By Matt Walsh
Two Hollywood actresses have come out this week to explain why they will not permit their daughters to watch a number of classic Disney animated films. Kristen Bell correctly pointed out that Snow White is kissed non-consensually by a necrophilic prince who sexually assaults a corpse. Keira Knightly took issue with "Cinderella" and "The Little Mermaid," complaining that both stories reinforce the sexist "damsel in distress" theme.
I applaud both women for protecting their children from this highly-objectionable material. I only fear that our conversation about problematic cartoons has not gone far enough. There are several other Disney films that should be thrown on the ash heap of history alongside the ones mentioned by Bell and Knightly. Indeed, I would argue that it is actual child abuse to let your son or daughter watch any of the following:
I cannot for the life of me understand why "Pocahontas" hasn't been banned and all of the people involved in its production sent to prison camps. The film was terribly offensive well before President Trump used it as a racist taunt against Native American Senator Elizabeth Warren. "Pocahontas" features extremely harmful and retrograde Native American stereotypes and a deeply troubling White Savior storyline. The character Pocahontas is not only sexualized and objectified but reduced to an outdated caricature of an Indian woman who sings about the wind and talks to trees. This is not historically accurate, despite what they may teach in schools. Instead of letting your child watch "Pocahontas," why not cut to the chase and just enlist him in the Nazi Party? It will have the same result either way.
Where to begin? Shall we discuss the Middle Eastern stereotypes, the eroticized female character, or the titular Arabic boy who looks and sounds suspiciously white? My three-year-old son saw "Aladdin" at a friend's house and came home in tears. "It was Euro-colonialist propaganda that utterly trivialized and finally erased the lived experience of actual Arabs," he cried. He was right, but I had to scold him sharply for failing to notice the troubling and blatantly speciesist ways that the film treats its animal characters. And of course this is all to say nothing of the Genie, a person of color who is caged in a lamp and forced to serve Aladdin as a literal slave. Euro-colonialist, indeed.
"Pinocchio" is a transphobic river of bigoted filth gushing down a mountain of sexism and racism. My daughter watched "Pinocchio" and I immediately disowned her. The damage was done. There was nothing I could do. Notice how Pinocchio spends the whole film pining to become "a real boy." A more progressive and enlightened movie would send Pinocchio out on a quest to become a polyamorous lesbian or an androgynous genderqueer asexual. Instead, Pinocchio is assigned his gender by his deranged puppet master and he never once questions it or even considers whether the very idea of "real boyhood" might in fact be a primitive philosophical artifact of a backward and binary age. The film skips that question entirely, and yet we are supposed to let our children watch it? I would rather die.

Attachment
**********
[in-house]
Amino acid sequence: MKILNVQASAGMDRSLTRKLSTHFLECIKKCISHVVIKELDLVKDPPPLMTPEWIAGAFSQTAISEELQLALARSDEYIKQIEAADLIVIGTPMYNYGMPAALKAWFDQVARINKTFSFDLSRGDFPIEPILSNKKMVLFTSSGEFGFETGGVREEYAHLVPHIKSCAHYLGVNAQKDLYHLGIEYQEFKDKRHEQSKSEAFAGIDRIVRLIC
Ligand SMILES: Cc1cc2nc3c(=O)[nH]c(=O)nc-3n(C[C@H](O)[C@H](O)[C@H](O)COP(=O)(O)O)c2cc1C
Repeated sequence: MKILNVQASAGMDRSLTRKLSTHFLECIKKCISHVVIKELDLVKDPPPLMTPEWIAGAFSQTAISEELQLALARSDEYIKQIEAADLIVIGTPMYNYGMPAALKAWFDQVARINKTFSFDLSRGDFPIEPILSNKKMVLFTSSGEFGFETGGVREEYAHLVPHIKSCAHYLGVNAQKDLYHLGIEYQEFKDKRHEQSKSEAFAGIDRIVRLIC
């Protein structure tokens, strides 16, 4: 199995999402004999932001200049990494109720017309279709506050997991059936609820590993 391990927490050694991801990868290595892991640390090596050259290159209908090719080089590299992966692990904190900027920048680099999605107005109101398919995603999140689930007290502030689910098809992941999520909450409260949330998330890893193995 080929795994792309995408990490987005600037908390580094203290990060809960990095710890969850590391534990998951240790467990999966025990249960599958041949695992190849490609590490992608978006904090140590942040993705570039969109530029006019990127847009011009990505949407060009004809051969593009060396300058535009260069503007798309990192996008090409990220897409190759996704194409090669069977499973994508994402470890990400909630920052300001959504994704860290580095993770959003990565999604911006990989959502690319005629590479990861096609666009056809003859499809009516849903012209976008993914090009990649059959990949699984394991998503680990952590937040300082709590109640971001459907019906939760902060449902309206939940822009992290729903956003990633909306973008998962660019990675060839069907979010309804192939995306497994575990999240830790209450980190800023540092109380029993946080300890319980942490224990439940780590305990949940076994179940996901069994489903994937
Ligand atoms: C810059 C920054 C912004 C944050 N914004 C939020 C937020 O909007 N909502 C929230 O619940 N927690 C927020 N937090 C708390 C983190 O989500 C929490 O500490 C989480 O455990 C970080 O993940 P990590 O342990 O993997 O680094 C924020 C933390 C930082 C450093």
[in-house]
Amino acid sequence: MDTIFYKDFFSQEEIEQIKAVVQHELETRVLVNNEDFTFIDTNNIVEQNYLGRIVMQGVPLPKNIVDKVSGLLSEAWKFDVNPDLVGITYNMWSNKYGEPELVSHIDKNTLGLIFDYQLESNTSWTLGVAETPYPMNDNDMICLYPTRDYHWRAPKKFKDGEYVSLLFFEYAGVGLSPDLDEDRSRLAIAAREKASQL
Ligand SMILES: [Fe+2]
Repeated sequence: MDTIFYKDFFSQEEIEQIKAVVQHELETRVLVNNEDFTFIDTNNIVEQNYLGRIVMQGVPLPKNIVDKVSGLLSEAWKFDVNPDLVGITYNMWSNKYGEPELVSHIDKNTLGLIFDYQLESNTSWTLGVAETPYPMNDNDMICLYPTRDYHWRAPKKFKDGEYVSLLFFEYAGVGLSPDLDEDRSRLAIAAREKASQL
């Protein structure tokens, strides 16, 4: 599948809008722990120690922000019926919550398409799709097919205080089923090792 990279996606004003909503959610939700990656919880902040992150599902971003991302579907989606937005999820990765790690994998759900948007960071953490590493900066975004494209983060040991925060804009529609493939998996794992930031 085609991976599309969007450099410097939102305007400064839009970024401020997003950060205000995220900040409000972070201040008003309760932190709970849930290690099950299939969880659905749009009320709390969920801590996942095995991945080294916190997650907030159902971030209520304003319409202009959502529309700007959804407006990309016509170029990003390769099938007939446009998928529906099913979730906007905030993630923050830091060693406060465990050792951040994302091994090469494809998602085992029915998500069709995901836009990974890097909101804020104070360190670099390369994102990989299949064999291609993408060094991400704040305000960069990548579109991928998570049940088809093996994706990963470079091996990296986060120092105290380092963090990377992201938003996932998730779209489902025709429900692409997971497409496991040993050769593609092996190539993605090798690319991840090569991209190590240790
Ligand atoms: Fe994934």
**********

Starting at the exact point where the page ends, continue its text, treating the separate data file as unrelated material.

4) "The Lion King"
Set in Africa yet almost all of the characters are voiced by white actors. One of the only black characters in the whole film is Mufasa, and guess what happens to him? He's trampled to death by wildebeests in one of the most racist moments in Hollywood history. Notice that the wildebeests are also black, which is a not-so-subtle reference to the bigoted "black on black crime" motif. I watched "The Lion King" once when I was a child and I felt like I was at a Klan rally in Alabama in the 1930's. Oh, but there is one other prominent black actor in the film. Whoopie Goldberg voices a hyena who acts a servant to Scar, played by a white British actor. My hands shake with rage even as I type these words. The movie should be rated X for xenophobic.
I could continue this list but it is causing me to relive the trauma I experienced when I first saw these movies. Certainly, "Winnie the Pooh" is out because of its harmful portrayal of overweight people and its pseudoscientific insistence that obesity is linked to sugar consumption. "Toy Story" is problematic because the boy only owns gender-typical toys. "Peter Pan" and "Dumbo" and "The Jungle Book" are notoriously racist. "Lady and the Tramp" makes light of sexual assault when the boy dog non-consensually kisses the girl dog as they share a plate of spaghetti. "Bambi" sends a troubling message about animal rights. "The Sword in the Stone" is 90 minutes of toxic masculinity. "Tarzan" features a man who thinks he's a monkey, which is clearly meant to mock and trivialize body dysmorphia.
Perhaps the only acceptable and even halfway progressive Disney movie is "The Hunchback of Notre Dame." The straight white male is a hideous, deformed virgin beast rightly exiled from polite society. This, indeed, is how all white men ought to be portrayed. If only they could all be locked in a bell tower and forgotten. Then perhaps the rest of us could finally live in peace.